Best Practices for Choosing a Soundtrack

Music is a tool that can call the attention of underlying emotions or themes. It can also control the pacing of the story. In the end, it can help create a sense of place and time. When you look at it closely, music is one of the many ways to manipulate the elements, making the stories more relevant, dramatic, and memorable.

To help you with choosing soundtracks, here are best practices you need to wrap your head around:

Learn the kind of stories worth scoring

You need to identify the kind of stories that are worth scoring – if music is integral to the story if music is told from one of the character’s points of view and if music evokes time and space. It is not worth scoring if it’s a news story with different viewpoints, news spots, and boring stories that are dragging.

Think musical metaphors

It will sound right if you can communicate why you use a piece of music to demonstrate a specific moment. When it’s time to think about music, you have to consider the underlying theme or emotion you want to convey.

For instance, if it’s nervous anticipation, it’s ideal for putting something fast-paced. If you do not think musical metaphors, the least that you can do is to resist the impulse of using generic ambient music, especially if your video drags.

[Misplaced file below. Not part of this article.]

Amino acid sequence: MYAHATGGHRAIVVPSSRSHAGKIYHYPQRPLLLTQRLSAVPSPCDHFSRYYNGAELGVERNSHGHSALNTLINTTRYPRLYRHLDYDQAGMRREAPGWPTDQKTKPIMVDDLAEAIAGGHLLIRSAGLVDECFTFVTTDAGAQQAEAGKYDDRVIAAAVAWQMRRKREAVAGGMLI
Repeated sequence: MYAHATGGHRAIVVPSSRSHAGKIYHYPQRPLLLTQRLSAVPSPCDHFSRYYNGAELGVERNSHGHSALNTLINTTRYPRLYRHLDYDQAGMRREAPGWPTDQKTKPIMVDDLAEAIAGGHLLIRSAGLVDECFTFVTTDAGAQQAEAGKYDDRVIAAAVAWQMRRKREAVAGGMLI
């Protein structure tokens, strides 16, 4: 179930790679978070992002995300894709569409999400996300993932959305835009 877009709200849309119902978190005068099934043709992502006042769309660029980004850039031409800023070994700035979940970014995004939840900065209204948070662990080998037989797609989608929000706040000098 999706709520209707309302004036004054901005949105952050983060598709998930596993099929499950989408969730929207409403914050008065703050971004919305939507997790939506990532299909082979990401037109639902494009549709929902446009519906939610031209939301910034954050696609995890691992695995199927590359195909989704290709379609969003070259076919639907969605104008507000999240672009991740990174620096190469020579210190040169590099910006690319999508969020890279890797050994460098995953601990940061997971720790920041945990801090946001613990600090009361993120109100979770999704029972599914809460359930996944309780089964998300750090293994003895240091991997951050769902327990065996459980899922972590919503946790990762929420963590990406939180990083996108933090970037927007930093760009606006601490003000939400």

piece of music

Pick the music you love

The rule of thumb is only to use the music that you love. If there is music and it does not move you, you should not hasten and tarnish your work with it.

Fade the music out for particular events

If you want to create tension or highlight important events, you need to fade the music. When you do this, the silence has this subtle effect of highlighting whatever comes after it.

Refrain from using music to amplify basic emotions

You have to remember that music is best utilized to amplify underlying moods or emotions – not basic or simple emotions. Also, avoid musical clichés.

Utilize music to control the pacing

When it comes to pacing the story, it’s crucial that you use slow or ambient music. This will allow the audience to focus on a specific moment. If you use fast music, it will generate a sense of urgency. Simply put, you have to ensure that the music matches the tone as well as the pace of the story.

Look for fresh ears

Without a doubt, musical choices are subjective. However, it still pays to get a second opinion. By listening to opinions, you get a range of ideas helping you at the end of the day. Who knows you can get inspiration?

Final words

It’s important that you understand how to score your own film or project, especially if you have a limited budget. With some tips and research, you will eventually find the right musical piece for your film or projects.